Up until I moved out of my mother’s house to go to college, I had a strict 30 minutes of television per week rule. There were a couple exceptions—I could watch anything and everything on PBS (I watched A LOT of Julia Child, Jacques Pepin, and Yan Can Cook as a kid) and as much of the news as my heart desired. The upshot to this was that I was a well-informed child (my mom likes to tell people about the time when, at age 5, I asked her what a prophylactic is) who took a great interest in cooking, and learned to carefully and artfully arranged the many egg-based creations I concocted in the kitchen. And, because I’m a child of the 90s, I chose my weekly junk TV from ABC’s now defunct TGIF lineup—a heartwarming assortment of family sitcoms delivered live in front of a studio audience. Every episode was filled with sanitized hijinx, and ended with a moment where any and all conflict was resolved with a huge bear hug. My world of television was safe and tame, warm, and happy.
My arrival at college and freedom to watch whatever I wanted coincided with the resurgence of reality television—I remember eating pizza in my dorm room and watching Joe Millionaire with a friend (if you are not familiar with this show, it’s like The Bachelor except the women are tricked into believing the bachelor is a millionaire, and then they find out he isn’t, but not until the end), watching knock down drag out fights on The Real World: Chicago, and, around my senior year in college, my university ponied up for HBO in our dorm rooms, which opened up a whole new world of television. I became obsessed with Rome, a sex and violence drenched drama about the Roman Empire.
In the years since college, my television watching habits have only gotten more and more voracious. I pay Comcast more than I care to admit, my DVR gets more of workout each day than I do, and I spend a good chunk of my weekend mornings catching up on the shows that I couldn’t manage to watch during the week. Last fall, during a bout of unemployment, and in desperate need of inspiration, I started looking through my DVR in search of something positive. I came up short—though my DVR is filled to the brim most days of the week, almost every show is a beautifully shot, beautifully acted tour through a cast of wildly unlikeable characters. There are very few modern, adult equivalentsof the TGIF lineup, most shows now leave you crying because “OMG WHAT DID I JUST WATCH?!” Which is great—not every show needs to be fluffy and wonderful and uplifting. But it felt like sometimes, it might be nice for just one show to fit that bill. And that’s when I discovered Call the Midwife.
Set in post-World War II 1950s London, Call the Midwife is a BBC-produced gem that airs Sunday nights on PBS. It centers around a group of nurses and nuns who deliver babies in London’s East End—the area of the city hardest hit during World War II. The premise is simple—each episode focuses on a birth or two. Some births are straightforward (well, as straightforward as any act that involves bringing a new life into the world can be) and some are more complicated, occasionally involving teen pregnancy, interracial affairs, and health problems. And though the subject matter itself may lead you to believe the show is all puffery, pink cheeked babies, and pious nuns, it is much more than that. The nuns and midwives are wonderfully fleshed out into actual, relatable human beings. These are people who have their own sets of issues—pride, vanity, stubbornness. But you always root for them and always want what’s best for them.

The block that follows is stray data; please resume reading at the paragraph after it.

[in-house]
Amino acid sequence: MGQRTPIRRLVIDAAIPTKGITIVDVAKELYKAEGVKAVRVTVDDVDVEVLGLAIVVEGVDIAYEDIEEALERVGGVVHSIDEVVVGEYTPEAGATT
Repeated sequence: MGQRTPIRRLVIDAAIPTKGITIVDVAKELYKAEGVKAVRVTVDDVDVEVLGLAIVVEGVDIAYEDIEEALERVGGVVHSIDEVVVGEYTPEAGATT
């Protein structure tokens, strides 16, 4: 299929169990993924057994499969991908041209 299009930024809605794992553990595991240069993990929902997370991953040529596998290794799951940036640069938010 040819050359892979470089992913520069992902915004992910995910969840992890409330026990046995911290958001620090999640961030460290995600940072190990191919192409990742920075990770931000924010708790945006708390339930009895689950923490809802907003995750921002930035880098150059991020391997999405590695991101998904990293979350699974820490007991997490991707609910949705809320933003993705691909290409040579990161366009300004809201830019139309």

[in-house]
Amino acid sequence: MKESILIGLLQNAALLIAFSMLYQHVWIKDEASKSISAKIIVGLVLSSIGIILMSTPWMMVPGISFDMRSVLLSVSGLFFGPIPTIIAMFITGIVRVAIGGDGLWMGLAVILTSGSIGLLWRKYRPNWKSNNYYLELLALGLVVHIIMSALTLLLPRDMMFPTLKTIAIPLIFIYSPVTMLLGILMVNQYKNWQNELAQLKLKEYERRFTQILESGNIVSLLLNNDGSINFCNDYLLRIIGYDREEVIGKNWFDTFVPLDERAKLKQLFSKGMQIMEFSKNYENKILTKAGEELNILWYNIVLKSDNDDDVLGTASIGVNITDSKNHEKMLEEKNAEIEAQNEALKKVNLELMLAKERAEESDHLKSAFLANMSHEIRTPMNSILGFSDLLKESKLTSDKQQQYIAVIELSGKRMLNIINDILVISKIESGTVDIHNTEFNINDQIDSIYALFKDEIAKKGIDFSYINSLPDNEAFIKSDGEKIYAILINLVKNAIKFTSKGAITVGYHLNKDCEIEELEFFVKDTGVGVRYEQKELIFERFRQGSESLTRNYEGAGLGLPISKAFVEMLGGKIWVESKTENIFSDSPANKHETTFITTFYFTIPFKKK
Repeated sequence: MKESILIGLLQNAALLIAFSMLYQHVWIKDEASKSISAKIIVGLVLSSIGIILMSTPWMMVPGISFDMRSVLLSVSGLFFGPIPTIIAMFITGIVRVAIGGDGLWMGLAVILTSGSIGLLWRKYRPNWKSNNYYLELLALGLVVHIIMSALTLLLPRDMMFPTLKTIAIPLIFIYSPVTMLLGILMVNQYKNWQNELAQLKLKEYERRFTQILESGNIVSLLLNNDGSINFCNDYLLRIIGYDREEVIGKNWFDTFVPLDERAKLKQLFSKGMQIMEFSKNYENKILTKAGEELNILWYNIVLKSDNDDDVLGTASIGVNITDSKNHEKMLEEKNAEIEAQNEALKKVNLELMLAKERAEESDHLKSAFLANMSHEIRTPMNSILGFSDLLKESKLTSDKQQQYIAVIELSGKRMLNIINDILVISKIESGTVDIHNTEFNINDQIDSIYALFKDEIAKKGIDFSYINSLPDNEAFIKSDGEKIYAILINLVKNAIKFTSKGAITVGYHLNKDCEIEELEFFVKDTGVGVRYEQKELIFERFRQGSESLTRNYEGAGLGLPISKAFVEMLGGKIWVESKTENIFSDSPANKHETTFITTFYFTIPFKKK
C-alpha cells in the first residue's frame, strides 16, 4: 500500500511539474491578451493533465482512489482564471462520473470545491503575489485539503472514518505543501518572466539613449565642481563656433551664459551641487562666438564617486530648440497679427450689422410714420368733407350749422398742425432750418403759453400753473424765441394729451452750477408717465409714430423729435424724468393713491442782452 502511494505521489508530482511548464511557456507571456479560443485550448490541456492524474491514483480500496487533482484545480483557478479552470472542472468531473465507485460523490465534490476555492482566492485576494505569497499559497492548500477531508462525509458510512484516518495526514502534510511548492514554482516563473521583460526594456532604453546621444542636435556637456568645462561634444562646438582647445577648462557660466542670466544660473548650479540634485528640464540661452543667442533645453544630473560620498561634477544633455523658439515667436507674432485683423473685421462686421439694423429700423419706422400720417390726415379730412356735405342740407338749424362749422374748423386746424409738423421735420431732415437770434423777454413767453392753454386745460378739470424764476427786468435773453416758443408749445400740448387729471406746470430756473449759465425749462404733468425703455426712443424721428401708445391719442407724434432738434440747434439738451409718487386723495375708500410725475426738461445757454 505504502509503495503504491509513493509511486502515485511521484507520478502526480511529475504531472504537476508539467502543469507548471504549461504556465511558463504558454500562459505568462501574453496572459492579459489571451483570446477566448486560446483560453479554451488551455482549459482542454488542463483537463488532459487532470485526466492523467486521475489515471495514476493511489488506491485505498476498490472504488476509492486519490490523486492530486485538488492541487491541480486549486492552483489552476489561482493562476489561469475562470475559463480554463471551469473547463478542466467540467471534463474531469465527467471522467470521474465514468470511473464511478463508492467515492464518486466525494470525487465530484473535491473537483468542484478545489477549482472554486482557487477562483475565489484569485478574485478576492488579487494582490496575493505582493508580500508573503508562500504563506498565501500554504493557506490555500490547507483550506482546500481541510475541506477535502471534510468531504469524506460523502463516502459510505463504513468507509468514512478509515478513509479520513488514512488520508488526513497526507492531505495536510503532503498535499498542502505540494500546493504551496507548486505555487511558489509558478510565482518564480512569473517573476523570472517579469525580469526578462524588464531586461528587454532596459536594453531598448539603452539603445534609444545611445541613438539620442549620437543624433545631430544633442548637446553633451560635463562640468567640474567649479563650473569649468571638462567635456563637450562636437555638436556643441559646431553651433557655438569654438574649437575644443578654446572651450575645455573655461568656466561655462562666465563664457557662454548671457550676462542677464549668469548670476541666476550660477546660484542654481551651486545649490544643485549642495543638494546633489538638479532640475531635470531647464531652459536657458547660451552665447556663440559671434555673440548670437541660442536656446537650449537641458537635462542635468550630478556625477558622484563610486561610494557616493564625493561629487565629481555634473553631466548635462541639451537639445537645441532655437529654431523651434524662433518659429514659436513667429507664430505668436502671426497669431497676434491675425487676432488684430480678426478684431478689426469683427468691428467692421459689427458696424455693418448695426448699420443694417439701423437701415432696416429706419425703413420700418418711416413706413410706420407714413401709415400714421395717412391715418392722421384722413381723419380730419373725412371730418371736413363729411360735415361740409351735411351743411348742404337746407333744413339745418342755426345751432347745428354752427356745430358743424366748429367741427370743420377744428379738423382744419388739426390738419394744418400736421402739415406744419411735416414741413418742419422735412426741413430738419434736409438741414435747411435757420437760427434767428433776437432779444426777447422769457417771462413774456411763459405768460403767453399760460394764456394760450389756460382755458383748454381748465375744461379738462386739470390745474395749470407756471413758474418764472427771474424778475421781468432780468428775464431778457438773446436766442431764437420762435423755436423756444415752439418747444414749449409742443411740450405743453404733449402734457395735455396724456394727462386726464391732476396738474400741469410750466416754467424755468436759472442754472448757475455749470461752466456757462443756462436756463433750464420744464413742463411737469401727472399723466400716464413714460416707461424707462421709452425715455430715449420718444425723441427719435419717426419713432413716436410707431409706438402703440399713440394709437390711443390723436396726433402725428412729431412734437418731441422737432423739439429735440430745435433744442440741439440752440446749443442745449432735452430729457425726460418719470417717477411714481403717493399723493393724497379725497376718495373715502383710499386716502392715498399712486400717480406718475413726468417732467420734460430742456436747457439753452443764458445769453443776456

It’s rare to find a show that is both well-written and heartwarming, but Call the Midwife combines all the elements of other popular shows—stylized period dramas with a high attention to detail, multi-faceted characters, wonderful costuming, excellent acting. Rarer still is the idea that I don’t have to put aside my ideas of right and wrong (like *ahem* on my favorite show Scandal where I root for a murderous President to continue a kind of emotionally abusive relationship with a woman outside of his marriage) to root for these characters. And the show is unabashedly sentimental, giving great care and detail to the amazing, miraculous, and Herculean act of childbirth. I have joked to friends and family that the show makes me want to staple my legs together, but really, watching women give birth, at home, in a time without ultrasounds or epidurals, gives me a greater respect for the act of childbirth than I ever had before.
It is by no means a show for everyone—it is slow, there are no special effects, no one will ever be beheaded, and there are no supernatural creatures. But it is a beautiful show, one that celebrates the very act of bringing life into this world, and the journeys we take once we’ve arrived.
You can find seasons 1 and 2 on Netflix, and the new episodes air every Sunday at 8/7 Central on your local PBS affiliate.